|FOR IMMEDIATE RELEASE
Thursday, April 5, 2012
|Media Contact: Arlyne Alston
Study Examines Housing Program for Dayton's Homeless and Transitioning Youth
COLUMBUS – Preliminary findings have been released from an evaluation of a Dayton-based comprehensive housing program for homeless and transitioning youth. The report, Daybreak: Changing Lives Creating Futures, Year One Process Evaluation, explores 12 months of data collection and research on Daybreak, a nonprofit organization providing street outreach, emergency shelter, transitional housing, crisis intervention and support services to Dayton's homeless youth ages 10 to 21.
Daybreak's mission is to eliminate youth homelessness in the Miami Valley region through comprehensive and results-oriented programs. In 2006, Daybreak received $180,373 in federal housing tax credits and $1 million in Housing Development Loan (HDL) funds. The project later received $600,000 in Housing Development Assistance Program (HDAP) funds, $750,000 from the FHLB Affordable Housing Program and raised over $6 million in private and public funds to create a 50,000 square foot facility that would provide safe shelter and housing for homeless youth.
"Daybreak's program not only provides fundamental support services for homeless youth, it also encourages youth ages 18 to 21 to move towards stable living, financial independence, educational achievement and self-sufficiency," said OHFA Executive Director Doug Garver.
In September 2010, OHFA awarded Daybreak, $290,000 through the Ohio Housing Investment Fund (HIF) to conduct a 27-month assessment on the impact of Daybreak's programs to assess the efficiency, efficacy and impact of the program. This research will allow Daybreak to share best practices and inform policies on permanent supportive housing models. Established in September 2008, the HIF encourages housing initiatives and meets housing needs that are not met by other OHFA programs. This project is a partnership between Daybreak and Community Research Partners (CRP), a Columbus-based organization that designs and conducts program evaluation and applied research to address local, state, and national programs and issues. This study also received funding from The Iddings Foundation and The George Gund Foundation.
CRP released the report which provided a detailed examination of the development and implementation of the organization. The report's findings focus on Daybreak's structure and mission; characteristics and risk factors of homeless youth based on national research; unique challenges faced by the youth Daybreak serves; the community context in which Daybreak operates; numerous programs and support services Daybreak provides; evidence-based practices on which Daybreak's services are based; the ways in which Daybreak partners and coordinates with other service providers in Montgomery County; how community stakeholders view Daybreak, and, perspectives of Daybreak staff regarding the youth they serve and the lessons they have learned about how best to meet their needs.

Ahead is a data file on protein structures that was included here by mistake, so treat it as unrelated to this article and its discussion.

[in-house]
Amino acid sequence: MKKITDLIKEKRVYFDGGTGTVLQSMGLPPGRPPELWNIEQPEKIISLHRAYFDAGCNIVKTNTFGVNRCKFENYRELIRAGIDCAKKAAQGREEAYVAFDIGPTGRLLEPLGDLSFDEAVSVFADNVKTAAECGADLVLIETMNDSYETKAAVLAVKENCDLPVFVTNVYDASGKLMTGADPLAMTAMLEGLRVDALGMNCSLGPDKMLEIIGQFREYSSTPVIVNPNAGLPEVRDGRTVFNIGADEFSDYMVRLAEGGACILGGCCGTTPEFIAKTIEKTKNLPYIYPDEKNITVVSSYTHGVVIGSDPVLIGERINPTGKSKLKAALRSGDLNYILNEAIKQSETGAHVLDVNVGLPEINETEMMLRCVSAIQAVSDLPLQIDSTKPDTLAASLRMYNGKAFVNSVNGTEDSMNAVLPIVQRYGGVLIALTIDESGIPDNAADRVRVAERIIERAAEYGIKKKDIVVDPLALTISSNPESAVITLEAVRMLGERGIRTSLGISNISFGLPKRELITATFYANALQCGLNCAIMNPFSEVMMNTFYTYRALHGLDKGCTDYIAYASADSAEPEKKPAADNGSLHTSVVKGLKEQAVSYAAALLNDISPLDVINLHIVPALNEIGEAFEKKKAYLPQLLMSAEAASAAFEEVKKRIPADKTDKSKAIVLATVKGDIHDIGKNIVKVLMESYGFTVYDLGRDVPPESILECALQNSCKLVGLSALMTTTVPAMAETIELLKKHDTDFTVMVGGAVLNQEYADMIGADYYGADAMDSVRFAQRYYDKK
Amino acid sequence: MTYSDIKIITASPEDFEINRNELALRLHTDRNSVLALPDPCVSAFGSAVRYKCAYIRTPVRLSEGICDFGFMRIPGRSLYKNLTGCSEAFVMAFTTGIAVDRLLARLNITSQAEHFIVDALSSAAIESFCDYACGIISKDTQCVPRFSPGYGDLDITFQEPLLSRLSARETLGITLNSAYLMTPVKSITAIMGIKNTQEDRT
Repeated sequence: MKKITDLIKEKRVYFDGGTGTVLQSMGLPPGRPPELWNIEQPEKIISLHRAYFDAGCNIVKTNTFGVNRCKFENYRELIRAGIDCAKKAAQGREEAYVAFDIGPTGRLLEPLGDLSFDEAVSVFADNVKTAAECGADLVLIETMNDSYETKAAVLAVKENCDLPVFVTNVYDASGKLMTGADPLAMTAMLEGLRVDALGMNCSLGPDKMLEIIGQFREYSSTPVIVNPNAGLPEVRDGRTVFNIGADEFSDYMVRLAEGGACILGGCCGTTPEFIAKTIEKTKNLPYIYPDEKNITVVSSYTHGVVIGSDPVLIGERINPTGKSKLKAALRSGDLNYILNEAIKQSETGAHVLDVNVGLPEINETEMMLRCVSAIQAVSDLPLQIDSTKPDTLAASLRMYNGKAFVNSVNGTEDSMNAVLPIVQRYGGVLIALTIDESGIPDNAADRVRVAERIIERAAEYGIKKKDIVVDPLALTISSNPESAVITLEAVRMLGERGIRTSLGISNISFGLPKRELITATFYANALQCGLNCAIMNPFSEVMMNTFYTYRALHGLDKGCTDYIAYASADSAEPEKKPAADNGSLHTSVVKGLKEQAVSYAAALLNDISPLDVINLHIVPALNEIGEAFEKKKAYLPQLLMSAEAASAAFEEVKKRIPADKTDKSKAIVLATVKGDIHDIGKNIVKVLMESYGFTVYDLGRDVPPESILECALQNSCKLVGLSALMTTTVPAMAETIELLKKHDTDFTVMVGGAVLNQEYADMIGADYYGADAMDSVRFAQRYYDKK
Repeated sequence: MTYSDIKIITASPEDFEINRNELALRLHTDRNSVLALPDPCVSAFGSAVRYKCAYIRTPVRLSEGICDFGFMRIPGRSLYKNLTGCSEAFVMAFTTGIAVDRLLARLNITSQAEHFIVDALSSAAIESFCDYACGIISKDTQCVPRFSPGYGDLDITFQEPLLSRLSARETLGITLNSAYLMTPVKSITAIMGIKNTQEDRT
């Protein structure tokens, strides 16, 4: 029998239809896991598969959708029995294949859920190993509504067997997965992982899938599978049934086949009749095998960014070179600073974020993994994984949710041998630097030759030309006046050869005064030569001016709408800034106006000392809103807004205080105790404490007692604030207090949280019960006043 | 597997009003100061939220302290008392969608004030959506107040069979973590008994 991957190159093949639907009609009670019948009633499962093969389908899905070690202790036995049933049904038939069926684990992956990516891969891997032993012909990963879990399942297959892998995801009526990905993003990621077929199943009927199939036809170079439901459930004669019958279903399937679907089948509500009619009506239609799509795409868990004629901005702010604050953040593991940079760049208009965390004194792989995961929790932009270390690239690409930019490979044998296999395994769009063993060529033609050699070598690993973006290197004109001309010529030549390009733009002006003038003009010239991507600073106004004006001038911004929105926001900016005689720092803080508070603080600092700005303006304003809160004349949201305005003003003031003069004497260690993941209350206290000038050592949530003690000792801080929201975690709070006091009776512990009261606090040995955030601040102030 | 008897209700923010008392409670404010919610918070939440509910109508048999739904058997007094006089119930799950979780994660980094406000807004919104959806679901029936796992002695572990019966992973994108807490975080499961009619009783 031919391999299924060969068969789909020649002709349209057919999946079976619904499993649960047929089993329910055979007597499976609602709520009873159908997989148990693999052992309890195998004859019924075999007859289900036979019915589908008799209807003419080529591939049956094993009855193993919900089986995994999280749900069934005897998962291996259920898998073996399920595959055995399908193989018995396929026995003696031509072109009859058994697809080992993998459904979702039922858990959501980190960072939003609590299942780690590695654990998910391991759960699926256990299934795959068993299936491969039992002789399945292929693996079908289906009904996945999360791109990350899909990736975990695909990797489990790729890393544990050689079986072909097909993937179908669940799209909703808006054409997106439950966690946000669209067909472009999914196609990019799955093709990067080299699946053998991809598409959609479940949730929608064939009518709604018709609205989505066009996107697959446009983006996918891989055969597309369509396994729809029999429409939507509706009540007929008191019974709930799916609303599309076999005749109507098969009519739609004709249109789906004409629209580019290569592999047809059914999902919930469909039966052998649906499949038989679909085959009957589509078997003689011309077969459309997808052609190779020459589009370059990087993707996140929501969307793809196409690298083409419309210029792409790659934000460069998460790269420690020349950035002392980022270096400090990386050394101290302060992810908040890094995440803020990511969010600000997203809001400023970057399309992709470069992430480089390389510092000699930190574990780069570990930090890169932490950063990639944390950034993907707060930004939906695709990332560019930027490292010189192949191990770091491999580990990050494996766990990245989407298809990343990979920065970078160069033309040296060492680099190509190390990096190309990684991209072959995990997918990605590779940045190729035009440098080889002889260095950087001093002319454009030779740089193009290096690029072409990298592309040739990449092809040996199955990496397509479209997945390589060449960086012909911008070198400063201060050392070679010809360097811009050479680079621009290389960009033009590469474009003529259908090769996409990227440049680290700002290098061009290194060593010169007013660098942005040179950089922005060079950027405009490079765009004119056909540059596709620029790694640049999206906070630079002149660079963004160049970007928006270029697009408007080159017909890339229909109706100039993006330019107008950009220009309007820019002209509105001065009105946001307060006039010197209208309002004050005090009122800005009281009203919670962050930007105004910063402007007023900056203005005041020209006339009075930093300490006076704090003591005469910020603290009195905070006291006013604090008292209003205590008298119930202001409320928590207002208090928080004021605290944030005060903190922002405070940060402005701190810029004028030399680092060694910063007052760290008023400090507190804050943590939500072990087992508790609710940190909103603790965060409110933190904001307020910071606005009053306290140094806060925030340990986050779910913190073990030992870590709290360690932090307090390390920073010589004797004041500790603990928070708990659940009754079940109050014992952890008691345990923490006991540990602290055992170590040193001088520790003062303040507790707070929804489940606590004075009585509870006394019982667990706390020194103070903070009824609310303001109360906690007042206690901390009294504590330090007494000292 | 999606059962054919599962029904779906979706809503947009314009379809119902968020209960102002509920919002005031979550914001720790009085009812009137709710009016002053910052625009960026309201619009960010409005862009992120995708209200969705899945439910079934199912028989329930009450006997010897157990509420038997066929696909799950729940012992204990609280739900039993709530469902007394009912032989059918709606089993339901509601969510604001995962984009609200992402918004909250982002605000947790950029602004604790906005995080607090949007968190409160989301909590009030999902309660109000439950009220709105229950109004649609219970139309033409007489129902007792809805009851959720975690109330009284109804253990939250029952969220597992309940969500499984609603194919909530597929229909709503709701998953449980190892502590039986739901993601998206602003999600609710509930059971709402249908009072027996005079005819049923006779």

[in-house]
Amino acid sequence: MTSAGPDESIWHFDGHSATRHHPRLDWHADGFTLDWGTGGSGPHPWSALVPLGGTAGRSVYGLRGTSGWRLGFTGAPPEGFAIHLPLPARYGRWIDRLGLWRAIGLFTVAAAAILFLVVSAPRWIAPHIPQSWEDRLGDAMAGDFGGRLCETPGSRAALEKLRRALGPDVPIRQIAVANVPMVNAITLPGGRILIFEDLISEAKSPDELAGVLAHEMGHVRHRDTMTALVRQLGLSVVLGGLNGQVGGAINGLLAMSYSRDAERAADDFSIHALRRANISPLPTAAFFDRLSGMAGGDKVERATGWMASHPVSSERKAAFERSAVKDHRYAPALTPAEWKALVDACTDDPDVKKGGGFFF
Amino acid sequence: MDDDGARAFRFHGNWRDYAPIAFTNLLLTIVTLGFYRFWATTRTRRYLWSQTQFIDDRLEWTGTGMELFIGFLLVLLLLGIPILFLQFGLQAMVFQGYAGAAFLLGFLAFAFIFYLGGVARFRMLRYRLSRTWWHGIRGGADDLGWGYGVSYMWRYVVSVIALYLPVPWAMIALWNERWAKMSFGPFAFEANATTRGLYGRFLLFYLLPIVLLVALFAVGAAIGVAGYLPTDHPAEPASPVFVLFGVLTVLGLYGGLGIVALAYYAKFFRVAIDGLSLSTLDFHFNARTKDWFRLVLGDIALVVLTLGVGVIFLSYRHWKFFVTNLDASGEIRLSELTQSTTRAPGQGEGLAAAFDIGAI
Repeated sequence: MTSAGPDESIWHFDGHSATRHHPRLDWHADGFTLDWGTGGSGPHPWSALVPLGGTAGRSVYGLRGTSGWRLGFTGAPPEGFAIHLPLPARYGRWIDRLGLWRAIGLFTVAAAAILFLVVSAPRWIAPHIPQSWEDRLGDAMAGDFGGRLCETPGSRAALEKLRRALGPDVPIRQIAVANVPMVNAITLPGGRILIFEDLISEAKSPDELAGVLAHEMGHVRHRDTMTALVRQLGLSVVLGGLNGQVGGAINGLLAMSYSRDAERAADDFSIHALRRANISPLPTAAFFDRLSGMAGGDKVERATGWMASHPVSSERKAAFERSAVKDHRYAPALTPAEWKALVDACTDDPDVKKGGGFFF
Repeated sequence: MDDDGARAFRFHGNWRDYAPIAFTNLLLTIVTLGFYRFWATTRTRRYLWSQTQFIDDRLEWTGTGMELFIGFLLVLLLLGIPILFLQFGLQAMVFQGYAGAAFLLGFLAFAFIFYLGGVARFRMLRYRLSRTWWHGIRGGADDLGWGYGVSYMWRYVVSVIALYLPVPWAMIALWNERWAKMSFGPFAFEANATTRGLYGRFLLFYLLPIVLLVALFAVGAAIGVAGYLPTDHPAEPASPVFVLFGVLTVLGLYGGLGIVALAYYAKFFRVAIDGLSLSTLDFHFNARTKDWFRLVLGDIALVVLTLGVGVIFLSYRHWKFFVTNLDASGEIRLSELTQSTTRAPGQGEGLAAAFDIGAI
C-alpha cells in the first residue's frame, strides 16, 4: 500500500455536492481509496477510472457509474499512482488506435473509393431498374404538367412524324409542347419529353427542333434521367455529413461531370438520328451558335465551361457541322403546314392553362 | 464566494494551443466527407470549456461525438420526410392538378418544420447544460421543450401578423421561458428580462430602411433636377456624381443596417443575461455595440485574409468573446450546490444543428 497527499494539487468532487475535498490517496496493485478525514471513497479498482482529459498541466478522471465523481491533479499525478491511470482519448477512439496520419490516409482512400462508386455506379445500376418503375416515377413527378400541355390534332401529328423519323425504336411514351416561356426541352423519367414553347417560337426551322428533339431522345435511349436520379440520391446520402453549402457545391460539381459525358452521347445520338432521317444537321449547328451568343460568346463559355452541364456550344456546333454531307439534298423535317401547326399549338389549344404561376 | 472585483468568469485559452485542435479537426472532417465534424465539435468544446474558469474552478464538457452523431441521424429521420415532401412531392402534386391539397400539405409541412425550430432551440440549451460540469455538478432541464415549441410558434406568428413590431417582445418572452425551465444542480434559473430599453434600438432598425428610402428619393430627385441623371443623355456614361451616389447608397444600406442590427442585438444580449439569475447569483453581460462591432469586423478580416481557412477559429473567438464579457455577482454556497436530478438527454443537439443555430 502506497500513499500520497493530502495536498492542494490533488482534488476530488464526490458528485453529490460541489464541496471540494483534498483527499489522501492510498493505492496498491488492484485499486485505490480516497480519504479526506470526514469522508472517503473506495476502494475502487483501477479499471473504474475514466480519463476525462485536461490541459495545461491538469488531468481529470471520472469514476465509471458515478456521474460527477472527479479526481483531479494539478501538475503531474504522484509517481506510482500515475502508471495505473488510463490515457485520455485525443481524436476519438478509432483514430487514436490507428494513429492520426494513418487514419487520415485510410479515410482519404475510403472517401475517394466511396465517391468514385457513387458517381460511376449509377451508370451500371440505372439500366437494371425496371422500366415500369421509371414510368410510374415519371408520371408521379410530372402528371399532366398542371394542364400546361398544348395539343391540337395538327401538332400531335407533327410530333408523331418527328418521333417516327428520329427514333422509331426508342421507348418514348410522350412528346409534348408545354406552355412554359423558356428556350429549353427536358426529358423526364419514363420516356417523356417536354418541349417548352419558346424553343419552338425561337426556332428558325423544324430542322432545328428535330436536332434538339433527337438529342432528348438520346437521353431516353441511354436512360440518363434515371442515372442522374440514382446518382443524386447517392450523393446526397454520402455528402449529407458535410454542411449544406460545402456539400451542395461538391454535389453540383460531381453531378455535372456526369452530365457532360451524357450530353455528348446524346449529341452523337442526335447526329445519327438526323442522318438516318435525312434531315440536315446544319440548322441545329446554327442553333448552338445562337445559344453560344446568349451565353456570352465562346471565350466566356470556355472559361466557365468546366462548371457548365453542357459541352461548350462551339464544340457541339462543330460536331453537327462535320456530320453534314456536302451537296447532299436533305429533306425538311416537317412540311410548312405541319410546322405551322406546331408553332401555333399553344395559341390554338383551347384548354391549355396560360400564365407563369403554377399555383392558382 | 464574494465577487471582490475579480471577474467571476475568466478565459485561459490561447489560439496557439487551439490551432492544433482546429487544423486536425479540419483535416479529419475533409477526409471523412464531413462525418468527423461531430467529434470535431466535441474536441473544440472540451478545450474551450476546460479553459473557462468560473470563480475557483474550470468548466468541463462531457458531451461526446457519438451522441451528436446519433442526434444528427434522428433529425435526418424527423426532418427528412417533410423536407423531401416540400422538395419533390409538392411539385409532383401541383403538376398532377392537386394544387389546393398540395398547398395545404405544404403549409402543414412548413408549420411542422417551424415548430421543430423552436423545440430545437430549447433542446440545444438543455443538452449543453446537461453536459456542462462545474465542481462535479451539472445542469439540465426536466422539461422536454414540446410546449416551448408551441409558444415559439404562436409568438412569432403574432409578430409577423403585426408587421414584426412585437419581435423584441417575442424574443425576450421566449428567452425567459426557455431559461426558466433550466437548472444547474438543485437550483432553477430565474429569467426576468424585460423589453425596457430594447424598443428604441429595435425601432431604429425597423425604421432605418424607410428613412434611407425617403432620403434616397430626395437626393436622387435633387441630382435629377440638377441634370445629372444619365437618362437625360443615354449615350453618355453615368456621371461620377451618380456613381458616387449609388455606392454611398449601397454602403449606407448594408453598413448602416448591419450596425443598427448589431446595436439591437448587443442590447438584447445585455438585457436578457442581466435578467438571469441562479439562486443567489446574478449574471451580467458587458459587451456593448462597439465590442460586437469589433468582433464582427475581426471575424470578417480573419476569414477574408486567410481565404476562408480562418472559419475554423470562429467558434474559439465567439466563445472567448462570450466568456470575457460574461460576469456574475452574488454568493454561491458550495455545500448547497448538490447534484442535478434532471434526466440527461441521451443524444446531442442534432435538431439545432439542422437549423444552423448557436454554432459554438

"CRP's highly trained professional staff are experts in designing and conducting program evaluations and applied research that address local, state, and national programs and issues that measure the impact of program investment," Garver said. "The initial study released by CRP is hugely beneficial for organizations working with homeless and transitioning youth as it provides extensive research on the impact of this valuable program. The findings in this report will help to shape the study’s overall conclusions and provide a quality model worthy of duplication by others implementing a youth housing program."
During the remaining 17 months of the study, CRP will focus on client-based data, which will culminate in an Impact Evaluation to be released in the spring of 2013. The evaluation will examine the relationships existing among homeless youth, their participation in Daybreak's programs, and ultimately their success in transitioning to independent living and self-sufficiency. A final evaluation report will provide recommendations to other youth housing providers with respect to developing and operating youth housing.
"We are very excited about this study," said Linda Kramer, CEO of Daybreak. "We anticipate that it will provide us with valuable information that we and other providers can use to improve our services and programs for homeless youth."
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Daybreak was established in 1975 in Dayton, Ohio as an emergency shelter for runaway and homeless youth. Today, Daybreak operates the Miami Valley's only 24-hour crisis hotline and emergency youth shelter and has grown to include outreach, prevention, transitional housing, life-skills education, and other follow-up services for runaway, throwaway, and homeless youth. Daybreak is a 501(c)(3) non-profit organization.
About Community Research Partners
Community Research Partners was formed to comprehensively address community data and information needs, primarily in central Ohio. Since 2000, the nonprofit research center have worked in collaboration with a network of university and consultant partners, undertaking more than 230 projects and programs for public sector, philanthropic, and nonprofit organizations within and outside of central Ohio. In doing this work, CRP has built a reputation for high-quality, highly usable work that supports planning, policy, and action.
About the Ohio Housing Finance Agency
OHFA is a self-supporting quasi-public agency governed by an eleven-member board. The Agency uses federal and state resources to provide housing opportunities for families and individuals through programs designed to develop, preserve and sustain affordable housing throughout the State of Ohio. OHFA is also the administrator of the state's foreclosure prevention program, Restoring Stability: A Save the Dream Ohio Initiative.